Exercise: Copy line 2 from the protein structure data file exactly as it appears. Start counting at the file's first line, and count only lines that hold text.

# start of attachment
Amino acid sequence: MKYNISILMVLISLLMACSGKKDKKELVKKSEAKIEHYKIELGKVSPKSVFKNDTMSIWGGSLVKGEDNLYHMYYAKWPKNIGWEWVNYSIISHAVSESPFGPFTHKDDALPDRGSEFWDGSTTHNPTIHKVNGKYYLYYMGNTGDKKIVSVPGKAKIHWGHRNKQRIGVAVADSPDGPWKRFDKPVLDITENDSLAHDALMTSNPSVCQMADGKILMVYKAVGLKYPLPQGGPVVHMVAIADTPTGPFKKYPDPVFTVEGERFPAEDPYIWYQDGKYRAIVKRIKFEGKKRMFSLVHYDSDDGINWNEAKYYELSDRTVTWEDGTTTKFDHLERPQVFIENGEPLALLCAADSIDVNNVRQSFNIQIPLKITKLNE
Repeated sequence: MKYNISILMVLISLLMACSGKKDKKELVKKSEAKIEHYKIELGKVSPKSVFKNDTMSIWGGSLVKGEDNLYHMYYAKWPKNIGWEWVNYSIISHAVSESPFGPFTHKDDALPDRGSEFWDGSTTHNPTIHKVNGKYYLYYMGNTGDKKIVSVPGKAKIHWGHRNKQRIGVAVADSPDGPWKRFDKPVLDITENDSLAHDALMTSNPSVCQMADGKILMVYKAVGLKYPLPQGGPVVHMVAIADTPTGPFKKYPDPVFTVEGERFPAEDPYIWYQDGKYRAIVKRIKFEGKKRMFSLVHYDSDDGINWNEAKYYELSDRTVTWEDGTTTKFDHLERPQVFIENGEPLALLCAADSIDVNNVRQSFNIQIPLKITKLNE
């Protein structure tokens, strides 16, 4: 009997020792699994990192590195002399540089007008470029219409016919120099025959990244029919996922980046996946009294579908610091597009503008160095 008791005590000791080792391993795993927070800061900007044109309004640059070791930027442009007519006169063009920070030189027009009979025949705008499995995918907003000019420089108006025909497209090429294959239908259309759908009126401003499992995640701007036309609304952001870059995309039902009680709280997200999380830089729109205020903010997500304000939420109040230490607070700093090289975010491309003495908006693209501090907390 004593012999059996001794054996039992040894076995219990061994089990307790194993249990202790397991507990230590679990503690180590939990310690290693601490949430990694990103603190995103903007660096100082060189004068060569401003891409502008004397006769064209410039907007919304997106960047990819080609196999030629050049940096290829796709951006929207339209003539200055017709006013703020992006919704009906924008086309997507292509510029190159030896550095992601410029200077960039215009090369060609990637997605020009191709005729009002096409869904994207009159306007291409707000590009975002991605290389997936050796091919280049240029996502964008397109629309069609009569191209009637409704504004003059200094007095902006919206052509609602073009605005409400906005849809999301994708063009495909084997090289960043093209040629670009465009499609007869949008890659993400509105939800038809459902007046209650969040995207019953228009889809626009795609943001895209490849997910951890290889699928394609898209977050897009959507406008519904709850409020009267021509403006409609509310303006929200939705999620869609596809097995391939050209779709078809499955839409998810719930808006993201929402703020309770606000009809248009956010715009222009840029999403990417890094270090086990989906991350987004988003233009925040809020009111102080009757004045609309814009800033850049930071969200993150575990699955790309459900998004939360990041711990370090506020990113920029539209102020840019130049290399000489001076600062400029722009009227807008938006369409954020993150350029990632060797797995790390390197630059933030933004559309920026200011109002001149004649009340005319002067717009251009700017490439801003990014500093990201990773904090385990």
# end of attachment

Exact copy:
Repeated sequence: MKYNISILMVLISLLMACSGKKDKKELVKKSEAKIEHYKIELGKVSPKSVFKNDTMSIWGGSLVKGEDNLYHMYYAKWPKNIGWEWVNYSIISHAVSESPFGPFTHKDDALPDRGSEFWDGSTTHNPTIHKVNGKYYLYYMGNTGDKKIVSVPGKAKIHWGHRNKQRIGVAVADSPDGPWKRFDKPVLDITENDSLAHDALMTSNPSVCQMADGKILMVYKAVGLKYPLPQGGPVVHMVAIADTPTGPFKKYPDPVFTVEGERFPAEDPYIWYQDGKYRAIVKRIKFEGKKRMFSLVHYDSDDGINWNEAKYYELSDRTVTWEDGTTTKFDHLERPQVFIENGEPLALLCAADSIDVNNVRQSFNIQIPLKITKLNE